British Columbia’s varied topography makes for radically varying temperatures, which rise or fall with changes in elevation, latitude, slope aspect, and distance from the ocean. The coastal region boasts the mildest climate in all of Canada, but this comes with one drawback: It rains a lot. The two main cities, Vancouver and Victoria, lie within this zone. Most of the interior is influenced by both continental and maritime air, resulting in colder, relatively dry winters and hot, dry summers. And the northern latitudes are influenced by polar continental and arctic air masses, making for extremely cold, snowy winters and short, cool, wet summers.
Precipitation in British Columbia is strongly influenced by the lay of the land and the waft of the wind, resulting in an astonishing variation in rainfall from place to place. For example, Lillooet, in the sheltered Fraser River Valley, is Canada’s driest community, whereas Port Renfrew on Vancouver Island’s west coast averages 4,000 millimeters (157 inches) of precipitation annually.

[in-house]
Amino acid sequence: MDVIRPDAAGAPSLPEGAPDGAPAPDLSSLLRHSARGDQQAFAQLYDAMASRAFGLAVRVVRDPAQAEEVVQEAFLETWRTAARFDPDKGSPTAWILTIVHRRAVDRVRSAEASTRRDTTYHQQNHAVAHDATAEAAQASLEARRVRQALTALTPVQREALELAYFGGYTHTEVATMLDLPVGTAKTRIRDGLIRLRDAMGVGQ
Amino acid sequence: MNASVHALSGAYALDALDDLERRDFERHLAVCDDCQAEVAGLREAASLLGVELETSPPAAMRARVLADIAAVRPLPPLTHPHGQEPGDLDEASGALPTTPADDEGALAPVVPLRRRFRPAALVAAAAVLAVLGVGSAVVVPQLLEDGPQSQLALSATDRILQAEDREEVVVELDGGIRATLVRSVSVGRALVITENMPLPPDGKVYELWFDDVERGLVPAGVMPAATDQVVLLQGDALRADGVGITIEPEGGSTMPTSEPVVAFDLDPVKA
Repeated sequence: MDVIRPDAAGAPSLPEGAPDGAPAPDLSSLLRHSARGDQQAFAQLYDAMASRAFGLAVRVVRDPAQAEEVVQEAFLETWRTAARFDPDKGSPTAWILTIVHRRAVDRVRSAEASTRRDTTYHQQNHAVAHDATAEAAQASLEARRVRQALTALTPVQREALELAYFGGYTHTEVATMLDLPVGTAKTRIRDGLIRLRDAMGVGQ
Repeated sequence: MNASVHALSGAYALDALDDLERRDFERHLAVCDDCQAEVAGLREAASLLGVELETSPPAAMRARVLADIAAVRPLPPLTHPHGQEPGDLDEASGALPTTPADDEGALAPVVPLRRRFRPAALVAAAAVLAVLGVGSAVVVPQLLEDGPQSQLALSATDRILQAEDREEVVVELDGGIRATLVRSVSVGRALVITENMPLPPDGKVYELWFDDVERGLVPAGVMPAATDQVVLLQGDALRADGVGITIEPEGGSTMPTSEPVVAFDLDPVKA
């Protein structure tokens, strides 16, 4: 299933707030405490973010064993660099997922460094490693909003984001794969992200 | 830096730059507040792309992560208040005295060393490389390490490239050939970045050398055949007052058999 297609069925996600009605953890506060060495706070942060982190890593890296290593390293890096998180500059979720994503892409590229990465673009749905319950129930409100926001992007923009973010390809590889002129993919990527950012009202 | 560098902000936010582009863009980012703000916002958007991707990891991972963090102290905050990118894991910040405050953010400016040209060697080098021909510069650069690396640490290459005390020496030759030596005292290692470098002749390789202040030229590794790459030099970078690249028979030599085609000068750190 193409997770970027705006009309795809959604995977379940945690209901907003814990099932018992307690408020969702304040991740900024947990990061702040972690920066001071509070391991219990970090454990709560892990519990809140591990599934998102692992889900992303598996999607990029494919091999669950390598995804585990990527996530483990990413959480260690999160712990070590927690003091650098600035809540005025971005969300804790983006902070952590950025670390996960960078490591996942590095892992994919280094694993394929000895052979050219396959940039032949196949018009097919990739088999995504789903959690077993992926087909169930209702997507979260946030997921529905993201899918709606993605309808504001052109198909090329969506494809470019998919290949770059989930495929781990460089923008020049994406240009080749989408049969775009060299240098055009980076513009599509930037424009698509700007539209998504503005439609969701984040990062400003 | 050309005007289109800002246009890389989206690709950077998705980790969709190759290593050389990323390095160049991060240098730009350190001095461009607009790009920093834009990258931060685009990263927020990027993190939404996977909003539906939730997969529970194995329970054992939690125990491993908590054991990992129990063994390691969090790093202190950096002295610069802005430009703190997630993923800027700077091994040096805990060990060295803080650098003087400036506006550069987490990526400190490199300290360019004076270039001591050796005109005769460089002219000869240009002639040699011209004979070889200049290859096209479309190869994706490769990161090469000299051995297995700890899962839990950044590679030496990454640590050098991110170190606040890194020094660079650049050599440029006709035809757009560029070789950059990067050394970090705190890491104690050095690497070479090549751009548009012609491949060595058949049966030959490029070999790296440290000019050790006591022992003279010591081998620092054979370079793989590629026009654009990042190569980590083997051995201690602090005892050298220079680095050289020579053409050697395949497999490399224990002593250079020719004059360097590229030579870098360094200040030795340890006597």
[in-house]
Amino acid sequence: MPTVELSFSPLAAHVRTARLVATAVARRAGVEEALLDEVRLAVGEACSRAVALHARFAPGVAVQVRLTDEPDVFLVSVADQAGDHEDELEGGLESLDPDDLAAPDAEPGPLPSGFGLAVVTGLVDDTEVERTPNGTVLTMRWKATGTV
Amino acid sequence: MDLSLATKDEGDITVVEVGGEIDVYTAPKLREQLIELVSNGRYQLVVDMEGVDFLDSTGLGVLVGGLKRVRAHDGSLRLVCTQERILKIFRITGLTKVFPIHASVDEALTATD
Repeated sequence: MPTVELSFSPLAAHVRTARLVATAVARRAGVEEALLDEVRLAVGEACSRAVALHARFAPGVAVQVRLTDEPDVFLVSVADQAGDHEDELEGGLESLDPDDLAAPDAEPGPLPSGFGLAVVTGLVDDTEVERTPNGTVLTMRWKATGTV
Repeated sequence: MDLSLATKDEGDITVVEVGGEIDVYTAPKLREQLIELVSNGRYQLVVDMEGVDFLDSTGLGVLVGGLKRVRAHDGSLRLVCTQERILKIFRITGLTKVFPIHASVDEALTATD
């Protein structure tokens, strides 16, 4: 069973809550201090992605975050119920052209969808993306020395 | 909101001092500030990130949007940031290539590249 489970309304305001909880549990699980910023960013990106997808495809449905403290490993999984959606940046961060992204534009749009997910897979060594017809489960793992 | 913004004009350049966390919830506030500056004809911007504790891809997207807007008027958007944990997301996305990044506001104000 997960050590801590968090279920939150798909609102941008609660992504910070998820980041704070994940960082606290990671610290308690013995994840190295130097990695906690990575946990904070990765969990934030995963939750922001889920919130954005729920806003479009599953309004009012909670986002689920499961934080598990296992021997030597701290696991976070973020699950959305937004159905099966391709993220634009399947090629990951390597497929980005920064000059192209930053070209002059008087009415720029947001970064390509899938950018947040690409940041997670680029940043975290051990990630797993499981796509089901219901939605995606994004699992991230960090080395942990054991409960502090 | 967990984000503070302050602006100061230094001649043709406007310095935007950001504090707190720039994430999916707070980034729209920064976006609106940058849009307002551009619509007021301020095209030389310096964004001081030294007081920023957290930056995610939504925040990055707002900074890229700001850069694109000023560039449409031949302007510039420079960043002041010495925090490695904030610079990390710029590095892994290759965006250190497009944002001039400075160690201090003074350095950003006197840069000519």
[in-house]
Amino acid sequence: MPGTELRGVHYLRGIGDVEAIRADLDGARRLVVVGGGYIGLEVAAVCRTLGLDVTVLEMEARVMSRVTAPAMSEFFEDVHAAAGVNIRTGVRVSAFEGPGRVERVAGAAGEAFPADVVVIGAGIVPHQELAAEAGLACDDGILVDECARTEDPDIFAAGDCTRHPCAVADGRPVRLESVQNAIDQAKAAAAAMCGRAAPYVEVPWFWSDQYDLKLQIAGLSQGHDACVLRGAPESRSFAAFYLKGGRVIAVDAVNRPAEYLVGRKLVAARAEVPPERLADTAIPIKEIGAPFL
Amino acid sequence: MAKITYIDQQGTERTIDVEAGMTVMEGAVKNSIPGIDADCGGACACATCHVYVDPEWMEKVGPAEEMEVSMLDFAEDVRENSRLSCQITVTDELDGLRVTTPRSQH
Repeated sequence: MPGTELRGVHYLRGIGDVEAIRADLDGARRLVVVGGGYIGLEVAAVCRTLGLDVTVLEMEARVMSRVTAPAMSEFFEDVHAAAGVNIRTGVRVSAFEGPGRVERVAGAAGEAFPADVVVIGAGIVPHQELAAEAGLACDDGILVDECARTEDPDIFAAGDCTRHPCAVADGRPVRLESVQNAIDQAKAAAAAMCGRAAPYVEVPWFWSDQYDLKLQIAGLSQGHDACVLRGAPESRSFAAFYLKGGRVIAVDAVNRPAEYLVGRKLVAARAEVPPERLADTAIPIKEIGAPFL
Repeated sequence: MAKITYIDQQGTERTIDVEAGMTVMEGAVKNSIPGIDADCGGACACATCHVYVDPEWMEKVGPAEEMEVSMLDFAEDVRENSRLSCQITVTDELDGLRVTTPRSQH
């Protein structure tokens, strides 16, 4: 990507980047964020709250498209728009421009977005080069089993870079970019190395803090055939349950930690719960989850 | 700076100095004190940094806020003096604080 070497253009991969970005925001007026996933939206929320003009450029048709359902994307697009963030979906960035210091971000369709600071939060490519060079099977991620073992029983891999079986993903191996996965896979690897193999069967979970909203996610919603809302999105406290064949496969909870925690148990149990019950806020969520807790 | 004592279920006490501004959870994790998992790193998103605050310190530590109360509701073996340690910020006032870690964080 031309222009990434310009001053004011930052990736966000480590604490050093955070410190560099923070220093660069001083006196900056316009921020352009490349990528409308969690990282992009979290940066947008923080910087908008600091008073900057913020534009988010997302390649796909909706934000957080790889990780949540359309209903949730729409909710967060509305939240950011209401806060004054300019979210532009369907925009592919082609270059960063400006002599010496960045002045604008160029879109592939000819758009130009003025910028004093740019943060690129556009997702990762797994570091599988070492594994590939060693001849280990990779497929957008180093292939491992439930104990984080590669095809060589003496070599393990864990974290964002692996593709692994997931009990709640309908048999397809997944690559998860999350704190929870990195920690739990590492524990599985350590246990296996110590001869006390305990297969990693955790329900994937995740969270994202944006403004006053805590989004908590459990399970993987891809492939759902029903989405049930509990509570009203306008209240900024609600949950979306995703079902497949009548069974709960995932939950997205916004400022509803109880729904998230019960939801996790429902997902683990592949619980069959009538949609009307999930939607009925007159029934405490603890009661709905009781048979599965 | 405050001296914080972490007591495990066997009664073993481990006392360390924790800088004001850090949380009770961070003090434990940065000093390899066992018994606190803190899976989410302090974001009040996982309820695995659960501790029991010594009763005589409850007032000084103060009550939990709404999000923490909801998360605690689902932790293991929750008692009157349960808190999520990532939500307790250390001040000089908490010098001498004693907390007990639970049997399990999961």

The amount of precipitation any given area receives is greatly determined by its location on the windward or lee side of the major mountain ranges—the windward side usually cops most of the downpour. Hence, the western side of the Coast Range is wet, the Interior Plateau on the east side of the Coast Range is relatively dry, and the western, windward side of the Rockies along the Alberta border is once again wet.
© Andrew Hempstead, from Moon Western Canada, 3rd Edition